Since March 10, it is estimated that Chinese Security forces have killed at least 140 Tibetans. House-to-house searches are now being conducted and over 1200 Tibetans have been arrested. The situation in Tibet remains tense with the presence of thousands of Chinese armed forces.

“PRAYERS FOR PEACE IN TIBET” is free and open to all. Donations will be accepted at the door.

Co-sponsors include the Church of St. Paul & St. Andrew, Congregation of B'nai Jeshurun, Jewel Heart, The Interfaith Center of New York, The Temple of Understanding, Buddhist Council of New York, The Gere Foundation, New York Open Center and the Tibet Fund.

For further information please contact Rinchen Dharlo, President of The Tibet Fund, at dharlo(at)

Monday, March 31, 2008

Saturday, March 29, 2008

Stand with the monks

(Lhasa monks speaking to foreign journalists on March 27th)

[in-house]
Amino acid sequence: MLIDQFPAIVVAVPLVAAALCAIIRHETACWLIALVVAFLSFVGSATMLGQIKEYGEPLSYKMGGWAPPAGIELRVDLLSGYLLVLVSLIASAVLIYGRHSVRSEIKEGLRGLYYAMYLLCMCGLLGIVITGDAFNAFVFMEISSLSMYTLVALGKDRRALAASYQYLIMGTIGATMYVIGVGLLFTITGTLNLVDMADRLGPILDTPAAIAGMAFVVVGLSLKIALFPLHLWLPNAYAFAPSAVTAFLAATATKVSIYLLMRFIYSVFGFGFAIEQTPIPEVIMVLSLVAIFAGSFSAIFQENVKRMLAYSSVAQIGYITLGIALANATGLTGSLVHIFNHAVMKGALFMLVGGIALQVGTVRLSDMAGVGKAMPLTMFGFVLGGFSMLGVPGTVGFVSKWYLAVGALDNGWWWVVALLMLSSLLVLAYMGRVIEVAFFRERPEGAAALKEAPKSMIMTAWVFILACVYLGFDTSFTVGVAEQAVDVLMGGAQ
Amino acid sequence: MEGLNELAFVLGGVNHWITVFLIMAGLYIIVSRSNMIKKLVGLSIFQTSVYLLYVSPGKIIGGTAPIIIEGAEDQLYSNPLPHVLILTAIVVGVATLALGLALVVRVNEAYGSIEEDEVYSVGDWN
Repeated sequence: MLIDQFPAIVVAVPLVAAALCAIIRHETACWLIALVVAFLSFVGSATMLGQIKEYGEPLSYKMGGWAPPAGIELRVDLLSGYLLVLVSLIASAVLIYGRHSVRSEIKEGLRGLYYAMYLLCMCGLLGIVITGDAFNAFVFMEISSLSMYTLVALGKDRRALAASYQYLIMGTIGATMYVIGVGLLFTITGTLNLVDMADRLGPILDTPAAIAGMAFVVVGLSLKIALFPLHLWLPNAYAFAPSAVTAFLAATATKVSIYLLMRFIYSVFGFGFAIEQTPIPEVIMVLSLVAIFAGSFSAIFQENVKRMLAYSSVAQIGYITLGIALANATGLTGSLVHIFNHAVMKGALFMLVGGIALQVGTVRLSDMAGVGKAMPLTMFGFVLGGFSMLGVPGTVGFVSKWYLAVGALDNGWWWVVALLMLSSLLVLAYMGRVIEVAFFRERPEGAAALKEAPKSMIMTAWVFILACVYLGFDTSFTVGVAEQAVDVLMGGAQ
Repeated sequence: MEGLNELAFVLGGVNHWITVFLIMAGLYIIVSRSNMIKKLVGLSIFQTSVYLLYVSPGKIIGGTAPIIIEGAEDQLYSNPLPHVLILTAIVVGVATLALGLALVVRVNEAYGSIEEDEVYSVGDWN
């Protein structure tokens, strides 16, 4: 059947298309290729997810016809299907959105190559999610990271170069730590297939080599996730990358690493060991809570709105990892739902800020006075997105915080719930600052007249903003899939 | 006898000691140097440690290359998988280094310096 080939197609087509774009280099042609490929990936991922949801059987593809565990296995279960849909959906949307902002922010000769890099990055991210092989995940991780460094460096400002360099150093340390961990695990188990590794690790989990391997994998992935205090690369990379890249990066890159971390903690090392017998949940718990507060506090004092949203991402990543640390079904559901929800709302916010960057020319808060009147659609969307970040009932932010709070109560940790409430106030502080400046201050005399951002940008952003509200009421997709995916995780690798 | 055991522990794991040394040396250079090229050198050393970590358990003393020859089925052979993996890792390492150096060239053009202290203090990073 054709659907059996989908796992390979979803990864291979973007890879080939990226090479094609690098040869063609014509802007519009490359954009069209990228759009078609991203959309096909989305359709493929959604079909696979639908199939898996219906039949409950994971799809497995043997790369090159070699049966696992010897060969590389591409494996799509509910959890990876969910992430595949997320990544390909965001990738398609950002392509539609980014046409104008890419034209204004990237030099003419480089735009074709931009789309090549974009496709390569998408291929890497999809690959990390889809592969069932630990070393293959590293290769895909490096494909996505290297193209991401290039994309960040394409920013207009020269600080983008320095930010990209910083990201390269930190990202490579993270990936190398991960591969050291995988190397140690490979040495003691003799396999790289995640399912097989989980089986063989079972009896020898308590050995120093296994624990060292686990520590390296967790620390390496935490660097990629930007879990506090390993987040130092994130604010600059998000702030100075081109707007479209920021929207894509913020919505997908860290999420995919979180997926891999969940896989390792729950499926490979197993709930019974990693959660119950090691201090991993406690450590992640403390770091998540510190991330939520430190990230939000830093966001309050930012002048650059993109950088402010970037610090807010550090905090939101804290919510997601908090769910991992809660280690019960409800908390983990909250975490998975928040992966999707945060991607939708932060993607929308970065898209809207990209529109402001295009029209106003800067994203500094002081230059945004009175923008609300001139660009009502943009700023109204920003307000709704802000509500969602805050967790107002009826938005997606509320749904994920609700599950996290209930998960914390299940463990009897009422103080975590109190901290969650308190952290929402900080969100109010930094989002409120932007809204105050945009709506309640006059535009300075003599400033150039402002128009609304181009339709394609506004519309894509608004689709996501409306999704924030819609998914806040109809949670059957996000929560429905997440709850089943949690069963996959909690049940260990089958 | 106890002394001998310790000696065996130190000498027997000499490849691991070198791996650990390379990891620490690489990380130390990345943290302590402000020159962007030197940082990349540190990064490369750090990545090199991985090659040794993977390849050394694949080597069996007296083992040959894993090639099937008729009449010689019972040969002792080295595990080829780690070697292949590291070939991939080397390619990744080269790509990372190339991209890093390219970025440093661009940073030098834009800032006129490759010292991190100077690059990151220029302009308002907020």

Vigil for Peace and Human Rights in Tibet

You are invited to stand up with Tibet’s monks — and with DC’s Tibetan community and Friends of Tibet from Virginia and Maryland — this weekend and continuing through Monday, March 31st.

Tibetan monks from the Drepung monastery in India will be here in Washington, DC to do what their brothers in Tibet cannot do — stand up freely for human rights in Tibet, for freedom of speech and freedom of religion in their homeland — and for the very survival of Tibet.

Along with hundreds of other Tibetans, many monks from Tibet’s Drepung Monastery arrested during the peaceful march of 400 monks from Drepung to Lhasa on March 10th are still missing and unaccounted for.

Join the Drepung monks for prayers and their Vigil for Peace and Human Rights in Tibet on Saturday, and Sunday at the Chinese embassy in DC’s Kalorama area to let China know that the world is watching them. Make your voice heard by standing with them and Tibetans from all over the east coast on Monday, March 31, in Lafayette Park in front of the White House. Every voice counts — Tibet needs your support today more than ever!

Vigil for Peace and Human Rights in Tibet
Saturday: Chinese embassy 3-5pm
Sunday: Chinese embassy, 3-5pm
Monday: White House, 12:30-2pm

IMPORTANT: Please check the website of the Capital Area Tibetan Association in advance for the latest information on times and locations.